As it stands, the bulk of New York media has its hands firmly clapped over its ears, pretending not to hear the latest foolishness from a Governor who imposes gun laws he doesn’t even remotely understand. I just accidentally outlawed the weapons carried by police officers? Whoopsie!
The editorial board of the New York Post fired back at Cuomo, busting out the World’s Smallest Violin to accompany his complaints about misrepresented commentary:
In a free society, the way to resolve polarizing issues is by debating them openly and trying to persuade your fellow citizens you are right. It’s not to suggest people keep their views to themselves. American history, moreover, is replete with causes — civil rights, for one — that initially were unpopular but ended up prevailing.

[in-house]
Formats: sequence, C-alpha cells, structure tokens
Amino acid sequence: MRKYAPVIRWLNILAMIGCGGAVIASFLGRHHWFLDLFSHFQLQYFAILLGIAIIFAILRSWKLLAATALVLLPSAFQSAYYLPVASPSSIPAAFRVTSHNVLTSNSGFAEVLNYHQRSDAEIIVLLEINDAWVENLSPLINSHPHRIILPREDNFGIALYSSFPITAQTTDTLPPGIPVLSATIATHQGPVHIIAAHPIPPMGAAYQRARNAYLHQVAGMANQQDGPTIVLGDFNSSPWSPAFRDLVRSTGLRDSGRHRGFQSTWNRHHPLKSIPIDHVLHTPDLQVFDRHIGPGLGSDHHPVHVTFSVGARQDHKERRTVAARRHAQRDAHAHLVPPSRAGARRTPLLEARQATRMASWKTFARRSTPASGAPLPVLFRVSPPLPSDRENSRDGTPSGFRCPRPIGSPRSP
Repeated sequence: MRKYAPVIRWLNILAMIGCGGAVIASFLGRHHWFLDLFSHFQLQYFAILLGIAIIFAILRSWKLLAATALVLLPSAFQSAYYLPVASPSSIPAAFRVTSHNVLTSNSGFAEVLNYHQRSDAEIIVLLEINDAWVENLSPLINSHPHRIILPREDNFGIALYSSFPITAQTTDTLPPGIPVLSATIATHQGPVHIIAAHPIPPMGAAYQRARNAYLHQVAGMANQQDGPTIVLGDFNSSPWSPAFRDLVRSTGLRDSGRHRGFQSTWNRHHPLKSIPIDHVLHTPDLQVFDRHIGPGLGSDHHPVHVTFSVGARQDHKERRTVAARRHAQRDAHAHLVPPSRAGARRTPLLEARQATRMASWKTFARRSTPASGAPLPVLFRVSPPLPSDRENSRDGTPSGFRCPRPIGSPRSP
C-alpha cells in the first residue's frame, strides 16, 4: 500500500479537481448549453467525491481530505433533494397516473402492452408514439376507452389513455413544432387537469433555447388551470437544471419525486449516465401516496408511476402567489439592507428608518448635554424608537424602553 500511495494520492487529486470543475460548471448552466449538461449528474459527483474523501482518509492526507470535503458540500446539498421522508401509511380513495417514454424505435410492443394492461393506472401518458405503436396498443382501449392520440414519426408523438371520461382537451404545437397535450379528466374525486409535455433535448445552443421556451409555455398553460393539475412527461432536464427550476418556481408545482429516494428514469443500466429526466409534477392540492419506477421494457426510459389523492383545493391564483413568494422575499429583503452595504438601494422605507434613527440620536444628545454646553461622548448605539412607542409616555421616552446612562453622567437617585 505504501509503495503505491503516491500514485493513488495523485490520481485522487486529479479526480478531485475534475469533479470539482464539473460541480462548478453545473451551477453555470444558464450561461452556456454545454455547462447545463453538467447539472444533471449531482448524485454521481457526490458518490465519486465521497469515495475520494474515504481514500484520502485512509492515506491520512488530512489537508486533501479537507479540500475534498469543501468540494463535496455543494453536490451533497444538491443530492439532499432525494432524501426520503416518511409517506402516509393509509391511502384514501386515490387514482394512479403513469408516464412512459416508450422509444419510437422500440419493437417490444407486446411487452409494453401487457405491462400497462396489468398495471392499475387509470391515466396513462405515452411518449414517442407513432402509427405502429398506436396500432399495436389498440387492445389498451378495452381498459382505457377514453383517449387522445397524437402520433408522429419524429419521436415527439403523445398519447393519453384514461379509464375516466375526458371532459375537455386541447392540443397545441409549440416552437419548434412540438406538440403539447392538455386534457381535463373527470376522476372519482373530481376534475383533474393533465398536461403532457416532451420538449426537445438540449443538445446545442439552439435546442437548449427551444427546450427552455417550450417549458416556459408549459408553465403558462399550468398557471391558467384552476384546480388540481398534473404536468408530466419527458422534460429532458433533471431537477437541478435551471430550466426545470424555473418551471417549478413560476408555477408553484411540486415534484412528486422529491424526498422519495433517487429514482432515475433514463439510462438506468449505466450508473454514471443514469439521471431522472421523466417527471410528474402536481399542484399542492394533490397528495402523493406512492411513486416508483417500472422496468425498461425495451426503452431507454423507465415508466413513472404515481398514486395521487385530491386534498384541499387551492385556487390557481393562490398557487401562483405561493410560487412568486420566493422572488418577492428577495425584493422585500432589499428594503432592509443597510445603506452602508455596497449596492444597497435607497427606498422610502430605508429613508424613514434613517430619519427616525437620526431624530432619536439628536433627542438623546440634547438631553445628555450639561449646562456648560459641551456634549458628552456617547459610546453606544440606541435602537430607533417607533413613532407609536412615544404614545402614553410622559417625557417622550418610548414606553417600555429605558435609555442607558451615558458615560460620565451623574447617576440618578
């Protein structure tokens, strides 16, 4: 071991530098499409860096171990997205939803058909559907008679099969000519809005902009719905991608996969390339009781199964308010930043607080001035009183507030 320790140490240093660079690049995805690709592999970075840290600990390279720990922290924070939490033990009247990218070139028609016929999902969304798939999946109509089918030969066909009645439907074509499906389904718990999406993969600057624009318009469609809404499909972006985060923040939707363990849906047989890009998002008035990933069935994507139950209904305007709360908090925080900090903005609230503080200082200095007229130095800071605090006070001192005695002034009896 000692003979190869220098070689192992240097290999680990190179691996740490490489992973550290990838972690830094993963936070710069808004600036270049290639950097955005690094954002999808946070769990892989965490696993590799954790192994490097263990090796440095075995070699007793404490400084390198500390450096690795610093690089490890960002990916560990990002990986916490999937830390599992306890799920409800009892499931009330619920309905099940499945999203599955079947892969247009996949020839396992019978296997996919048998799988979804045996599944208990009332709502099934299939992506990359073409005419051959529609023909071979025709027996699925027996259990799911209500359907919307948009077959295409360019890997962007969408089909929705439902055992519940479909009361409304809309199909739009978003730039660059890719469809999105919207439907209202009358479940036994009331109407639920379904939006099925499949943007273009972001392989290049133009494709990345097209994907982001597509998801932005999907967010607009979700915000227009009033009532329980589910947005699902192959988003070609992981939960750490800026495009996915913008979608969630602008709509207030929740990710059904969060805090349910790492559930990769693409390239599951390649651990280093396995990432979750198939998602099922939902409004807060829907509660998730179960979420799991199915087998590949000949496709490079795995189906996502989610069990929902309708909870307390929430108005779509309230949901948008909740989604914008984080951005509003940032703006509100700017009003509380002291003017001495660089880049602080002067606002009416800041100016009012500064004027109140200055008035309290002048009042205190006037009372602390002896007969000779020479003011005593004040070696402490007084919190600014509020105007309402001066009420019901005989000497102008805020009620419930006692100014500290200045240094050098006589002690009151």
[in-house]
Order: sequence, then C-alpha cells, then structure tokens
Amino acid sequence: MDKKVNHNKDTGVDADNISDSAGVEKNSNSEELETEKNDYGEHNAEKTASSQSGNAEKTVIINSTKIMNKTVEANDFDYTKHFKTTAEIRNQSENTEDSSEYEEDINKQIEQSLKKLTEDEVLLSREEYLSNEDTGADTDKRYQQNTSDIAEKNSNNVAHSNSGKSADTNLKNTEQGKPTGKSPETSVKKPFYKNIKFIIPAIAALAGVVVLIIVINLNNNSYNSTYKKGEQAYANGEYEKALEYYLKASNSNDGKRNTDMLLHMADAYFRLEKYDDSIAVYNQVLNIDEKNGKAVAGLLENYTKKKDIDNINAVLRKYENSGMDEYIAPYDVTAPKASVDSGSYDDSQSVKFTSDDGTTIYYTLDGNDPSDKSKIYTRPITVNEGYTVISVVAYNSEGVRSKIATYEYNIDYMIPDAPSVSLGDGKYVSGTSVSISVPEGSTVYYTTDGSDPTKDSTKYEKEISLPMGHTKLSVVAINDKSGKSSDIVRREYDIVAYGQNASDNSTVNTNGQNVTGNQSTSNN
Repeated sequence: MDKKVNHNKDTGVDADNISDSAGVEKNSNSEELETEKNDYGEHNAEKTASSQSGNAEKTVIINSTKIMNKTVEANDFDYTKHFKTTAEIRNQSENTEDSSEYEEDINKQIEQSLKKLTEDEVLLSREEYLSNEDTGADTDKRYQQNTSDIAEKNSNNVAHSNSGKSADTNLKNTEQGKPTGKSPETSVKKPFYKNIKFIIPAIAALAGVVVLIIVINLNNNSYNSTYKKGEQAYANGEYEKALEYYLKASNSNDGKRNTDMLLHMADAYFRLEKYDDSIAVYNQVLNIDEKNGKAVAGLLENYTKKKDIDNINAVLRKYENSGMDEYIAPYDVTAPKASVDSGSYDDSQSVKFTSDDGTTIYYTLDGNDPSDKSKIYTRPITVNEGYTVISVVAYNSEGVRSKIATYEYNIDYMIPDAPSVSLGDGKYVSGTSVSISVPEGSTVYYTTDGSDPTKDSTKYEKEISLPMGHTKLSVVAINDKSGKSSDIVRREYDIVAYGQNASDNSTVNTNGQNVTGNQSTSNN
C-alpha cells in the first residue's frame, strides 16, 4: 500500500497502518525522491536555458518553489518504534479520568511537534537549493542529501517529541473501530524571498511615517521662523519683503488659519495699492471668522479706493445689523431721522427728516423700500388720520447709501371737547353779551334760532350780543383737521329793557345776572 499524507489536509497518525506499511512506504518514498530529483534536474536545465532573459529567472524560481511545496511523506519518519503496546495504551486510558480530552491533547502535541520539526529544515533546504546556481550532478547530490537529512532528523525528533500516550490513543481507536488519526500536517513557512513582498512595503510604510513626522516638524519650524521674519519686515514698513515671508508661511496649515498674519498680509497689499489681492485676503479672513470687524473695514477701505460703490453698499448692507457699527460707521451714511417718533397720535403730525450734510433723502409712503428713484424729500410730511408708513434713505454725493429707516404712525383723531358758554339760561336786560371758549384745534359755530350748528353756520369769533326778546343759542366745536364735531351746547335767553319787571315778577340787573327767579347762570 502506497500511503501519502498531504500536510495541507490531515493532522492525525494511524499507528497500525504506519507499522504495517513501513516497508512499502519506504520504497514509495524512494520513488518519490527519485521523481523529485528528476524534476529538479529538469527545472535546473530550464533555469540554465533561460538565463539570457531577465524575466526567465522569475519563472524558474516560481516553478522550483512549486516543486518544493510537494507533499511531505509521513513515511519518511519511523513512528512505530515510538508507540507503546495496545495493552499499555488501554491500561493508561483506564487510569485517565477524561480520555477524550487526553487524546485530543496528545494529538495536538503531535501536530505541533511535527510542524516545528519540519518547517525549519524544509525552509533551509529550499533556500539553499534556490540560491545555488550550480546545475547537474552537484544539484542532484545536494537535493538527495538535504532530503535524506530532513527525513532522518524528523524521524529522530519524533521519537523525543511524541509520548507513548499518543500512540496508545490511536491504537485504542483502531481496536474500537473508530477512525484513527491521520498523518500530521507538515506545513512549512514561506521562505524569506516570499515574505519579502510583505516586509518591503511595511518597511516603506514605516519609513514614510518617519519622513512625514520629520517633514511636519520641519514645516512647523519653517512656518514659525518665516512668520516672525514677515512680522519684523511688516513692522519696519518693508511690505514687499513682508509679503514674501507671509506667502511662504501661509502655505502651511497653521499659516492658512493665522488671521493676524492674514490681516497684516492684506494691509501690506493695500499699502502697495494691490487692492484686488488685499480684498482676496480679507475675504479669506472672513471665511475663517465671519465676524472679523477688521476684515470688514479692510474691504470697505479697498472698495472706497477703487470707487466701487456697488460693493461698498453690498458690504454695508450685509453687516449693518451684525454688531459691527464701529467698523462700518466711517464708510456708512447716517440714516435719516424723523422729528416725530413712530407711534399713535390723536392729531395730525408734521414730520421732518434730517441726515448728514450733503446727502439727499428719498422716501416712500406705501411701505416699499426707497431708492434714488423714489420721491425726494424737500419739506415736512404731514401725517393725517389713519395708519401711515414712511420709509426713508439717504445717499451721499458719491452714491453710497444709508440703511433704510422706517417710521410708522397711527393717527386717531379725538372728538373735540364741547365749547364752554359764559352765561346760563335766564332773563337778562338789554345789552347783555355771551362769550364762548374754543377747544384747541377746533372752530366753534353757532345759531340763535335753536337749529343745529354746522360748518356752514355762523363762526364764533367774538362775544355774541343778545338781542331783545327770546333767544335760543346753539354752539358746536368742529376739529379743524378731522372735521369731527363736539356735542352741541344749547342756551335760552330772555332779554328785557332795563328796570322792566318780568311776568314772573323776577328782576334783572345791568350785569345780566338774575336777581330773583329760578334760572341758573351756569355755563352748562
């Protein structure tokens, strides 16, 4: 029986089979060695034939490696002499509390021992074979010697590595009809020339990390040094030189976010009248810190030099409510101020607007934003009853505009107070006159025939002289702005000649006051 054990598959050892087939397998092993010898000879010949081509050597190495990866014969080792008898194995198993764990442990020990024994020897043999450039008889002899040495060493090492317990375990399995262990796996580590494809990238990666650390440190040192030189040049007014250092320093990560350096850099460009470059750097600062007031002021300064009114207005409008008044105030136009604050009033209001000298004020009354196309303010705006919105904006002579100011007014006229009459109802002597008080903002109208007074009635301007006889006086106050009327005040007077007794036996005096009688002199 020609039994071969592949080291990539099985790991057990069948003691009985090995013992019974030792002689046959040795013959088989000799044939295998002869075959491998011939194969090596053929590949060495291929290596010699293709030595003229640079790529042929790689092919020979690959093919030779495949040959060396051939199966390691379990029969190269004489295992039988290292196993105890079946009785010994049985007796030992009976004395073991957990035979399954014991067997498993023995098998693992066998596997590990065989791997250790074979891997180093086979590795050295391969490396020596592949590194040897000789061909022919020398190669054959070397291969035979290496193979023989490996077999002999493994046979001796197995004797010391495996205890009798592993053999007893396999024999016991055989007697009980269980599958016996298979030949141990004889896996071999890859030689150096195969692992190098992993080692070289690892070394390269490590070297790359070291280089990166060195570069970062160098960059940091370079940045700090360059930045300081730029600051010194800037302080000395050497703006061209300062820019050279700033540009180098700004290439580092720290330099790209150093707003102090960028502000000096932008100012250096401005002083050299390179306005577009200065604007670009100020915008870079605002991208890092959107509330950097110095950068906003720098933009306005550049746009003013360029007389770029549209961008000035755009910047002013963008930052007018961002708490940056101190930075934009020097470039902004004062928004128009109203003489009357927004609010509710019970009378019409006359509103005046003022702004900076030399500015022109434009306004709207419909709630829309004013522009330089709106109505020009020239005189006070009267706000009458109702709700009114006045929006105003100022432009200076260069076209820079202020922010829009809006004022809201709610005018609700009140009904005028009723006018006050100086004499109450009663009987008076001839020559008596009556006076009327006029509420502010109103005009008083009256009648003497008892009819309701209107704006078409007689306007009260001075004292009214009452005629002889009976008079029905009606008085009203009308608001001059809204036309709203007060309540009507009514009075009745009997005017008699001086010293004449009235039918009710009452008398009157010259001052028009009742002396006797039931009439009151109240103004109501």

The governor takes offense because he says his views have been mischaracterized. We wonder how those on the receiving end feel about his characterizations.
Is it fair, for example, to label those who have doubts about gun control as “pro-assault-weapon”? Does favoring traditional marriage mean you are “anti-gay”? And are pro-lifers trying to impose a “religious belief,” or might their position reflect their conclusion about when human life begins?
If these conservatives find Gov. Cuomo’s language about having no place in New York politics troubling, maybe it’s because it comes at a time when other Americans likewise tagged as “extremists” for their politics found themselves singled out for special treatment by the IRS.